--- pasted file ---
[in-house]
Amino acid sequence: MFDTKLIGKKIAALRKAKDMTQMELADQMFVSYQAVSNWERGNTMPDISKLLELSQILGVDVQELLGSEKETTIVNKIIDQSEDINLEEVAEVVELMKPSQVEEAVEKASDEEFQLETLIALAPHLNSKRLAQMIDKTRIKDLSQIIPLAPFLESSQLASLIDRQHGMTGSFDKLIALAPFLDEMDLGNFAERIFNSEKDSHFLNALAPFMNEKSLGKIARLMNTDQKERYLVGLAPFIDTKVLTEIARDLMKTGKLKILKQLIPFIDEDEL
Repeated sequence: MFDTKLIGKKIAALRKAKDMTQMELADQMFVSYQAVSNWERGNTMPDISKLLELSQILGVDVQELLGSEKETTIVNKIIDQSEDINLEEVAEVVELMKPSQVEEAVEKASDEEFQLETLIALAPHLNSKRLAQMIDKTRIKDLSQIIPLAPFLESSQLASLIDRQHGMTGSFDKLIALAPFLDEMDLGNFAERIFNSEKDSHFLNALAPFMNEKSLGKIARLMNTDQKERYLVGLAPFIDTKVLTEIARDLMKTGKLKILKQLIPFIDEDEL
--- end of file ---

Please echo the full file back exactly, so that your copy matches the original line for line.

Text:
[in-house]
Amino acid sequence: MFDTKLIGKKIAALRKAKDMTQMELADQMFVSYQAVSNWERGNTMPDISKLLELSQILGVDVQELLGSEKETTIVNKIIDQSEDINLEEVAEVVELMKPSQVEEAVEKASDEEFQLETLIALAPHLNSKRLAQMIDKTRIKDLSQIIPLAPFLESSQLASLIDRQHGMTGSFDKLIALAPFLDEMDLGNFAERIFNSEKDSHFLNALAPFMNEKSLGKIARLMNTDQKERYLVGLAPFIDTKVLTEIARDLMKTGKLKILKQLIPFIDEDEL
Repeated sequence: MFDTKLIGKKIAALRKAKDMTQMELADQMFVSYQAVSNWERGNTMPDISKLLELSQILGVDVQELLGSEKETTIVNKIIDQSEDINLEEVAEVVELMKPSQVEEAVEKASDEEFQLETLIALAPHLNSKRLAQMIDKTRIKDLSQIIPLAPFLESSQLASLIDRQHGMTGSFDKLIALAPFLDEMDLGNFAERIFNSEKDSHFLNALAPFMNEKSLGKIARLMNTDQKERYLVGLAPFIDTKVLTEIARDLMKTGKLKILKQLIPFIDEDEL